Waiting for the Supreme Court to rule on 2 cases concerning same-sex marriage
NATIONAL NEWS (CNN) — UPDATED- The Supreme Court has struck down a key provision of the Defense of Marriage Act, ruling that same-sex spouses legally married in a state may receive federal benefits.
Here are developments as the Supreme Court considers two cases concerning same-sex marriage.
[Updated at 9:19 a.m. ET]
Large crowds are gathering outside the Supreme Court in Washington and on social media. Right now, we can see rainbow gay pride banners and blue flags with a yellow "=" sign that is a standard of those fighting for more rights for same-sex couples. Not in view are groups that support traditional marriage between a man and a woman, but that's not to say they're not there. Both sides were strongly represented when the Supreme Court heard the arguments back in March.
On Twitter, #DOMA will probably start trending soon. There are certainly a lot of people tweeting about the Supreme Court today.
The Tie the Knot organization that wants marriage equality tweeted "The big day is here. Get ready."
And this, from CNN legal eagle Jeffrey Toobin:
"Odd: in spring, it looked like Prop 8 was the big case; today, stakes appear higher on DOMA. #scotus #10amtoday."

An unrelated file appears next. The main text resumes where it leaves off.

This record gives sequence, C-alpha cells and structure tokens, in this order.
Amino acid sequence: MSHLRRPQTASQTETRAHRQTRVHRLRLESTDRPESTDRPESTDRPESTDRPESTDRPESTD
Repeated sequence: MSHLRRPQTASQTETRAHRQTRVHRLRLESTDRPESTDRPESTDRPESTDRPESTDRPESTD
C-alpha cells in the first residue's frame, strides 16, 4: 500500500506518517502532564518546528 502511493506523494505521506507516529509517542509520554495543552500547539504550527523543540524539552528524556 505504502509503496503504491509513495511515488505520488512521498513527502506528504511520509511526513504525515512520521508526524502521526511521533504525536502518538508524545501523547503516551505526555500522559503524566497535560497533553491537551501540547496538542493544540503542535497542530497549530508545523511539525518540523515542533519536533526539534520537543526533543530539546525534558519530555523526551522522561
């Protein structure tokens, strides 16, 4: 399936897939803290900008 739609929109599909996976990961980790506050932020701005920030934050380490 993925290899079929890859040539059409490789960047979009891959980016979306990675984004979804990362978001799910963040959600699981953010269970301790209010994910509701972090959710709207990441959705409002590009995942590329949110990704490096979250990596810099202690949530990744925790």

[Posted at 9:05 a.m.]
It's set to be the last public day of the Supreme Court session, and we're waiting for opinions in three cases -- two of which address same-sex marriage.
It's widely expected that we'll get rulings on the federal Defense of Marriage Act (DOMA) and California's Proposition 8, and those rulings could affect the lives, rights and finances of millions of Americans.
CNN Supreme Court producer Bill Mears writes that DOMA, passed in 1996, defines marriage as between one man and one woman for federal purposes, like taxes. "That means the estimated 120,000 gay and lesbian couples legally married in nine states and the District of Columbia are still considered -- in the eyes of DOMA opponents -- the equivalent of girlfriend and boyfriend."
That meant that Edie Windsor faced a hefty bill for inheritance taxes when her partner of 42 years died. She claimed in court that she had had to pay $363,053 more than if her spouse, Thea Spyer, had been a man.
But Mears points out that the DOMA issue is more than just a financial question:
"The larger debate over DOMA's intent and impact 17 years after passage has driven a wedge between the executive and legislative branches.
"At issue is what role the federal government should play when it comes to marriage - something states have traditionally controlled."
The other key case expected to be decided today considers Proposition 8. "In the 'Prop 8' case, the high court is being asked to establish a constitutional 'equal protection' right. It is the kind of hot-button issue that will define our society, our laws, our views on family," Mears writes.